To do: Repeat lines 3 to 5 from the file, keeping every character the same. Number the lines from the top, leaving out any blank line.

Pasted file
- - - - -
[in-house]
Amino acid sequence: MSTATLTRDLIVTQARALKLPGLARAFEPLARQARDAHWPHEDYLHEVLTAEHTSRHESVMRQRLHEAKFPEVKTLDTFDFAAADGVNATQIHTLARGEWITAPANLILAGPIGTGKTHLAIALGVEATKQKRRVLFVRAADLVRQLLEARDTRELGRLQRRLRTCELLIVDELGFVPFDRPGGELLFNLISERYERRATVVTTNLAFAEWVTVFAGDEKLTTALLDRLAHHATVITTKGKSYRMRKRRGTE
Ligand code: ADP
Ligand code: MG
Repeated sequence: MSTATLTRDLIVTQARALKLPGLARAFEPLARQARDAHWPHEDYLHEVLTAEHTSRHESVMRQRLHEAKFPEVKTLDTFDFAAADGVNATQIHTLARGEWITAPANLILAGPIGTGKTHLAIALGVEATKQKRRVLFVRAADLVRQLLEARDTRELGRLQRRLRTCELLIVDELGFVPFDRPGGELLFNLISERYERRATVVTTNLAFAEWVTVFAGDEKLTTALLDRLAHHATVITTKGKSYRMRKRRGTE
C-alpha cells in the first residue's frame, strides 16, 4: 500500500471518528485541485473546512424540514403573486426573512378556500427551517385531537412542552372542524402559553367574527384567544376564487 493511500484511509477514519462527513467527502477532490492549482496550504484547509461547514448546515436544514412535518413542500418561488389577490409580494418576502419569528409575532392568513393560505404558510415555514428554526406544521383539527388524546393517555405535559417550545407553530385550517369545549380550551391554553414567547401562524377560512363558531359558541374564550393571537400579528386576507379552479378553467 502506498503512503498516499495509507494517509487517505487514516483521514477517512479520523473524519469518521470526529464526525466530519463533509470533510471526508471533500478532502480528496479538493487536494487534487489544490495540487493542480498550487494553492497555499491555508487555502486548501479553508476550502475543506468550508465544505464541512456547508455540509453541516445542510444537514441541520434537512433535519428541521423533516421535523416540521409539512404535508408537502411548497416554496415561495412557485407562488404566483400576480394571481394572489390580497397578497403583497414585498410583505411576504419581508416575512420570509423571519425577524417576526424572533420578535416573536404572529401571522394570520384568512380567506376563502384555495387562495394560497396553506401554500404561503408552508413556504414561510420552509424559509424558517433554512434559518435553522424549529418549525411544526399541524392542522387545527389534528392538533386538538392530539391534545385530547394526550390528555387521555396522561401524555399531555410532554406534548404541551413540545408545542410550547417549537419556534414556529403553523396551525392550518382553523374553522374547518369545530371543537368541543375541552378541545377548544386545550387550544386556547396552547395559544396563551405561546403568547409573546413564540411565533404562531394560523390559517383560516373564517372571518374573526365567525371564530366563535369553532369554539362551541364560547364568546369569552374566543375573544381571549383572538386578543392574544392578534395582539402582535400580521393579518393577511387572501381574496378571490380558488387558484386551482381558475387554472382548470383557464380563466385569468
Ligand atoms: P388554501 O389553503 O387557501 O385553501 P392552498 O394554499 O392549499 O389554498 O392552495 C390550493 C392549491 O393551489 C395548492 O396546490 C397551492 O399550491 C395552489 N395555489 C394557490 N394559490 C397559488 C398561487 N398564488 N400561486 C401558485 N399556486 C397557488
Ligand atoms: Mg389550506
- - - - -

Ligand code: ADP
Ligand code: MG
Repeated sequence: MSTATLTRDLIVTQARALKLPGLARAFEPLARQARDAHWPHEDYLHEVLTAEHTSRHESVMRQRLHEAKFPEVKTLDTFDFAAADGVNATQIHTLARGEWITAPANLILAGPIGTGKTHLAIALGVEATKQKRRVLFVRAADLVRQLLEARDTRELGRLQRRLRTCELLIVDELGFVPFDRPGGELLFNLISERYERRATVVTTNLAFAEWVTVFAGDEKLTTALLDRLAHHATVITTKGKSYRMRKRRGTE